Escape the cold and learn more about New Zealand’s history on a visit to one of these fascinating museums around New Zealand.
1. Tawhiti Museum, Taranaki
One of New Zealand’s best and most innovative private museums, Tawhiti Museum in South Taranaki recreates the region’s history in vivid 4D detail. The museum is a testament to creativity with scale model dioramas and life size figures crafted with incredible realism and painstaking attention to detail. One of the more recent additions is the Traders and Whalers exhibition, created in conjunction with Weta Workshop. Here, you can take a theme park-style ride in a small boat through dark, underground canals for an immersive historical experience.
2. Airforce Museum, Christchurch
View historic aircraft, interactive displays and immersive exhibitions exploring the stories of New Zealand’s military aviation history at the Air Force Museum of New Zealand in Christchurch. Set at the former airforce base at Wigram, the museum offers free behind-the-scenes tours, museum hunts and a flight simulator that kids will love.
3. Gold-mining experiences, Coromandel
The Coromandel’s recent history is dusted in gold. It’s the reason settlements like Thames and Waihī became boom towns a century and a half ago. At the Gold Mine Experience, feel the earth shake as the restored 19th-century stamper battery pounds to separate out gold. In the underground mineshaft, guides explain how the miners retrieved the gold and describe the dark and dangerous conditions in which they worked. You can also have a crack at gold-panning. A short walk away is the Thames School of Mines. Here’s where those miners learned their trade in the 1880s. A guided tour takes you through classrooms, a laboratory and the museum where maps, instructions, minerals and fossils are on display. Kids will love sifting through the boxes of semi-precious stones at The Rock Shop on site.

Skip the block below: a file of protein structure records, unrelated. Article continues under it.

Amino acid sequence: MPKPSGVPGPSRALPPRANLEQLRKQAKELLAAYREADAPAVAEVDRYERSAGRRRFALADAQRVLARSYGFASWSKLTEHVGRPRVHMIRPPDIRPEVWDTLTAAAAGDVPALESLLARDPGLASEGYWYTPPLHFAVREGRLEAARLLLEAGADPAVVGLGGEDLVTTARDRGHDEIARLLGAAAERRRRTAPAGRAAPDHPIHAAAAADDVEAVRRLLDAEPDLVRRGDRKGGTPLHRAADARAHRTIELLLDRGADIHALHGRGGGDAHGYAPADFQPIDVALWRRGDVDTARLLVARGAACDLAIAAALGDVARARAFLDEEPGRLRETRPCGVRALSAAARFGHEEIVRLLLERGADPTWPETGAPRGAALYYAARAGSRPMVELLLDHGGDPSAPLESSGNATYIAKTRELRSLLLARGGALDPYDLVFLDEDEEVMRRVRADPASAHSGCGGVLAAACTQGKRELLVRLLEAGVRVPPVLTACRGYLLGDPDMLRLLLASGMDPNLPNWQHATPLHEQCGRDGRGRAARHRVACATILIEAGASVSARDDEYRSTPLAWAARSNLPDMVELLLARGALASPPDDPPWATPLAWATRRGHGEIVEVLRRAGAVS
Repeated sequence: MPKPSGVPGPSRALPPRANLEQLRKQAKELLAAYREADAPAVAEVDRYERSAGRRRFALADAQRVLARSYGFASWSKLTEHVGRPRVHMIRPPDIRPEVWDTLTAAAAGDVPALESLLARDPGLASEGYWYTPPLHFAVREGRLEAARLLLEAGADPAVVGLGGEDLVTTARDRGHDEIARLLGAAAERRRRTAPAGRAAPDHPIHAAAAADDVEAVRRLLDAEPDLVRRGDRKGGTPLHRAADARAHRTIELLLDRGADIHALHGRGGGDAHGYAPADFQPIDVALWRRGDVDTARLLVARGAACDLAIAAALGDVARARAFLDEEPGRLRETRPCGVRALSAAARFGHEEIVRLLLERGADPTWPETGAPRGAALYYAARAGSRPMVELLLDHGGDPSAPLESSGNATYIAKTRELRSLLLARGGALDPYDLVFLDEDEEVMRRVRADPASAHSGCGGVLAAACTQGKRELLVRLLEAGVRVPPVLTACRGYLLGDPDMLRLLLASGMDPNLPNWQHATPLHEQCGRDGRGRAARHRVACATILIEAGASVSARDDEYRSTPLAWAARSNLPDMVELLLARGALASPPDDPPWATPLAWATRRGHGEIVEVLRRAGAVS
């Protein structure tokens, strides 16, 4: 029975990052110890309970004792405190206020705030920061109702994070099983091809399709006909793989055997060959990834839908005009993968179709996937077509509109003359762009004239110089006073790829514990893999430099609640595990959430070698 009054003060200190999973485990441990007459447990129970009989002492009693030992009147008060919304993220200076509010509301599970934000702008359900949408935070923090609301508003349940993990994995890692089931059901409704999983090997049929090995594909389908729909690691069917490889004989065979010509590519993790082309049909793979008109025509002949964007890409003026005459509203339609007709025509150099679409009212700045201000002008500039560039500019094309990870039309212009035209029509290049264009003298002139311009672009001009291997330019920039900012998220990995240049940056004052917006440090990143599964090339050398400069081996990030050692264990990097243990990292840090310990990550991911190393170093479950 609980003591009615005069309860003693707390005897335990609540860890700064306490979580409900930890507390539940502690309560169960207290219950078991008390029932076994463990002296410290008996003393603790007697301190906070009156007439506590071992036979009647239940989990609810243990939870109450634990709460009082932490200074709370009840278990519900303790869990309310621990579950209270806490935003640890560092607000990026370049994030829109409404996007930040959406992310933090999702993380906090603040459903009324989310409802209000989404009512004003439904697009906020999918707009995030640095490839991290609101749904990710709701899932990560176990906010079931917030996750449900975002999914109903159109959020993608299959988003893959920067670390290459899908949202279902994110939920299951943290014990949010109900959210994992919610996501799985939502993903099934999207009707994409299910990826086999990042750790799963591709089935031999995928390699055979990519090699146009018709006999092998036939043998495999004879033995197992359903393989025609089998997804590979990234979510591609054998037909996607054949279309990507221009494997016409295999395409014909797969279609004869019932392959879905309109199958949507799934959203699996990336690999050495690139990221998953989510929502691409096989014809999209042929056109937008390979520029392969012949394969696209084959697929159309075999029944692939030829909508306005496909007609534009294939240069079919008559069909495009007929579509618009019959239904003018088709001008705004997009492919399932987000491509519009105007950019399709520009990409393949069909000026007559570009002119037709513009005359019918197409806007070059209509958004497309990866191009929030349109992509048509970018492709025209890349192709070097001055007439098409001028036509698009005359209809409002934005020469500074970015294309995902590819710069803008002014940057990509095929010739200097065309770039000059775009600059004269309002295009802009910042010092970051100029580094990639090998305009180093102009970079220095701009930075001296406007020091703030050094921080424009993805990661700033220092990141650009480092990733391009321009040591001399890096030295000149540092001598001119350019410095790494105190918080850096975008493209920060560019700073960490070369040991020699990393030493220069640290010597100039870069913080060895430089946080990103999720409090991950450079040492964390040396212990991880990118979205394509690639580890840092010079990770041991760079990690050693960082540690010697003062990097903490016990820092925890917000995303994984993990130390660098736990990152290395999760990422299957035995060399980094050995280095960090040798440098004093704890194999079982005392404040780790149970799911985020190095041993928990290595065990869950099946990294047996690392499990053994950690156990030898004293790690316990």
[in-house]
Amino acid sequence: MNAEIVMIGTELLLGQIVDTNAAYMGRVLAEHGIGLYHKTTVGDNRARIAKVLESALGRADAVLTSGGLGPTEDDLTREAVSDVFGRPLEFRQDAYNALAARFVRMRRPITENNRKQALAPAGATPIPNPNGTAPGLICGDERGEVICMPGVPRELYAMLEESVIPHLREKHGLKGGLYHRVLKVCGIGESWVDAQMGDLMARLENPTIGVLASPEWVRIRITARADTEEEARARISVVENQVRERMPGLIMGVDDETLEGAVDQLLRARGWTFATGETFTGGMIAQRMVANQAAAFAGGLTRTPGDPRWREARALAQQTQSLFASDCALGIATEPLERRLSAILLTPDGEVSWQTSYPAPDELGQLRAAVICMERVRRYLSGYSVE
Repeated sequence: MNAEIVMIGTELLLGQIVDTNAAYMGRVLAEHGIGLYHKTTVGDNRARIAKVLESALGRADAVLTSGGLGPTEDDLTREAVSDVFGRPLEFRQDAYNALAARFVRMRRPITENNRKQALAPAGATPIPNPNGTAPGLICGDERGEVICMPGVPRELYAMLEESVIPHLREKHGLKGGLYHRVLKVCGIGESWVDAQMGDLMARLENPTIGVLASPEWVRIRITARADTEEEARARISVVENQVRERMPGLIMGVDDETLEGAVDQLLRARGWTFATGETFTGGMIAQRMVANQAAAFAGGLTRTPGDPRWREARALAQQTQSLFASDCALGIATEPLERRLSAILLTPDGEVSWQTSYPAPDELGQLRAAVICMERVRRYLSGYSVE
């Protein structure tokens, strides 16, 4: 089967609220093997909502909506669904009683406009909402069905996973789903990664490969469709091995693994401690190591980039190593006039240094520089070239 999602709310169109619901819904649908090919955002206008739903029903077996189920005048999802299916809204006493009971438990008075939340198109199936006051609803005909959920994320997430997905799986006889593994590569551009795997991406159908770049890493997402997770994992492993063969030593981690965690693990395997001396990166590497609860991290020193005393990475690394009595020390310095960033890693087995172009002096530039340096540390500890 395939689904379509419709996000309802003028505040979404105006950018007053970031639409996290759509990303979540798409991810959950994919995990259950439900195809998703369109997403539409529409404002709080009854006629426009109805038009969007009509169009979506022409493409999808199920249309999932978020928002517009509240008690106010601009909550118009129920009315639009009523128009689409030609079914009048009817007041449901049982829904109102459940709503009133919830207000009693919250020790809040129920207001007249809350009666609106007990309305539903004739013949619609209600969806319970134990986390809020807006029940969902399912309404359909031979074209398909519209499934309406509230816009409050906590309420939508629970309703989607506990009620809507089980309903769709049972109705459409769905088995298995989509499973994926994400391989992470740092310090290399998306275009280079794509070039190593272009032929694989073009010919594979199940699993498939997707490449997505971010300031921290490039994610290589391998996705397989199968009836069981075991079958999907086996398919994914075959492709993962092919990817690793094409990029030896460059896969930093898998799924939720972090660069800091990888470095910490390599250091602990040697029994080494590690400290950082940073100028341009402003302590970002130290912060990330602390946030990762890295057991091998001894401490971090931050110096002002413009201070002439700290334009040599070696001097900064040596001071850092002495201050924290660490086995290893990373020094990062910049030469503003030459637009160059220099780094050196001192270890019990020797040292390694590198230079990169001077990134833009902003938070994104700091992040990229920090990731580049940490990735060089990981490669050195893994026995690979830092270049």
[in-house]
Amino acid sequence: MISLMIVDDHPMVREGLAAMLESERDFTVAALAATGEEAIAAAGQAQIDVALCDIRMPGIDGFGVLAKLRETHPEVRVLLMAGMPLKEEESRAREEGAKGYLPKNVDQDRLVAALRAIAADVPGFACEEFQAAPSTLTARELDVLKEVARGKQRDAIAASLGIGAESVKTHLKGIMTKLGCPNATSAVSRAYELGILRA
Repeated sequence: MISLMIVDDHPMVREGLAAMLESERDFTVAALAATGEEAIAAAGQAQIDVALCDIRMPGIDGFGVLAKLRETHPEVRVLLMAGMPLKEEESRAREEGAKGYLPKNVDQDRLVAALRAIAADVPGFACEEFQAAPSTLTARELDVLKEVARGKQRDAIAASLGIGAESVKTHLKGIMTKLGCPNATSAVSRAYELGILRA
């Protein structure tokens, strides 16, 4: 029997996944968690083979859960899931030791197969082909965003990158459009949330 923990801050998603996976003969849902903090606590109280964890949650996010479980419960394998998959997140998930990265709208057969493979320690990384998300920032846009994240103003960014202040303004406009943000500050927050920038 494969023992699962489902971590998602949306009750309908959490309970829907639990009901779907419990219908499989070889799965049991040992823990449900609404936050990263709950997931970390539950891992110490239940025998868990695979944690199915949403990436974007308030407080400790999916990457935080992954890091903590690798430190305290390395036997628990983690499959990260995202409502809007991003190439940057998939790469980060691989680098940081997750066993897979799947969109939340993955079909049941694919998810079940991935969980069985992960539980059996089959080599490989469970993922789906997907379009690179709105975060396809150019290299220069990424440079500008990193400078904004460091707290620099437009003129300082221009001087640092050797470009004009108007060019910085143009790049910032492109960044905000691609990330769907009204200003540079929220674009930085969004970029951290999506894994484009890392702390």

4. Vanished World Centre, Duntroon
To find out more about the incredible geology of Otago’s Waitaki district – all of which is part of the 7,200-square-kilometre Waitaki Whitestone Geopark – head to the Vanished World Centre in Duntroon. Here, you can learn from the many informative displays, view some of the fossils that have been extracted from local rock, see samples of minerals and limestone and kids can even have a hands-on experience of excavating their very own fossil.
5. Southward Car Museum, Paraparaumu
Visit Sir Len Southward’s Car Museum at Ōtaihanga, just north of Paraparaumu. Sir Len’s life was in cars, and the very first car in his collection was a Tin Lizzie, a Model T Ford. It takes pride of place along with over 400 others in one of the world’s largest private collections. Besides the Ford, there are all sorts of exotic and glamorous vehicles including a 1915 Stutz racing car, a Cadillac that belonged to Marlene Dietrich and an armoured saloon complete with bullet holes that belonged to Meye ‘Mickey’ Cohen.
6. Shantytown, West Coast
Visit Shantytown to delve into the West Coast’s frontier heritage. Set up as a village-style museum, Shantytown transports you to the early gold-mining days of the region. Take a gentle stroll through the bush to a gold-panning sluice set in a clearing amongst the trees. A steam train runs trips around the village up to seven times each day, cheerily belching smoke as it putters along the original tram line through the rainforest. Explore the village, with shops, a holographic theatre that tells the stories of the area, a saloon, a pretty church and hospital created in period detail.
7. National Army Museum, Waiouru